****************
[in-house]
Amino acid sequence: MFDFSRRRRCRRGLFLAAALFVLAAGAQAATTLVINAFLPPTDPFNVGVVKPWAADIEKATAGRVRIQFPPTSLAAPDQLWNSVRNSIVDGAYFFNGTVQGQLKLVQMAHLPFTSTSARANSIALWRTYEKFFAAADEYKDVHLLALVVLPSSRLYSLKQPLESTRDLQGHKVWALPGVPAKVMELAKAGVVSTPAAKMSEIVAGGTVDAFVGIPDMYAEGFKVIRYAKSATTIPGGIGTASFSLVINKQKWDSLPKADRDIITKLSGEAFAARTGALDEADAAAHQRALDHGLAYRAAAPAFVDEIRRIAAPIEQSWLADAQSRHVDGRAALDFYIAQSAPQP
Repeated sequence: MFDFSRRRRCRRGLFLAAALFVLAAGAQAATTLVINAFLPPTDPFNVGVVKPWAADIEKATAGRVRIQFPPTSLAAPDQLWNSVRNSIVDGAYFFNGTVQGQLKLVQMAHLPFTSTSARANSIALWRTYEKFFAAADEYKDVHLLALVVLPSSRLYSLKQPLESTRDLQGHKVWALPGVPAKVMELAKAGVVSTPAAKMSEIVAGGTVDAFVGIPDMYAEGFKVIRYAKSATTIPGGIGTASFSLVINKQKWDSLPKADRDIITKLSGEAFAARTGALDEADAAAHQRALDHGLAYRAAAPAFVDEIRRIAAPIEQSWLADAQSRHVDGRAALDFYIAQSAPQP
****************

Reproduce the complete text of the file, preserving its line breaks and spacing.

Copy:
[in-house]
Amino acid sequence: MFDFSRRRRCRRGLFLAAALFVLAAGAQAATTLVINAFLPPTDPFNVGVVKPWAADIEKATAGRVRIQFPPTSLAAPDQLWNSVRNSIVDGAYFFNGTVQGQLKLVQMAHLPFTSTSARANSIALWRTYEKFFAAADEYKDVHLLALVVLPSSRLYSLKQPLESTRDLQGHKVWALPGVPAKVMELAKAGVVSTPAAKMSEIVAGGTVDAFVGIPDMYAEGFKVIRYAKSATTIPGGIGTASFSLVINKQKWDSLPKADRDIITKLSGEAFAARTGALDEADAAAHQRALDHGLAYRAAAPAFVDEIRRIAAPIEQSWLADAQSRHVDGRAALDFYIAQSAPQP
Repeated sequence: MFDFSRRRRCRRGLFLAAALFVLAAGAQAATTLVINAFLPPTDPFNVGVVKPWAADIEKATAGRVRIQFPPTSLAAPDQLWNSVRNSIVDGAYFFNGTVQGQLKLVQMAHLPFTSTSARANSIALWRTYEKFFAAADEYKDVHLLALVVLPSSRLYSLKQPLESTRDLQGHKVWALPGVPAKVMELAKAGVVSTPAAKMSEIVAGGTVDAFVGIPDMYAEGFKVIRYAKSATTIPGGIGTASFSLVINKQKWDSLPKADRDIITKLSGEAFAARTGALDEADAAAHQRALDHGLAYRAAAPAFVDEIRRIAAPIEQSWLADAQSRHVDGRAALDFYIAQSAPQP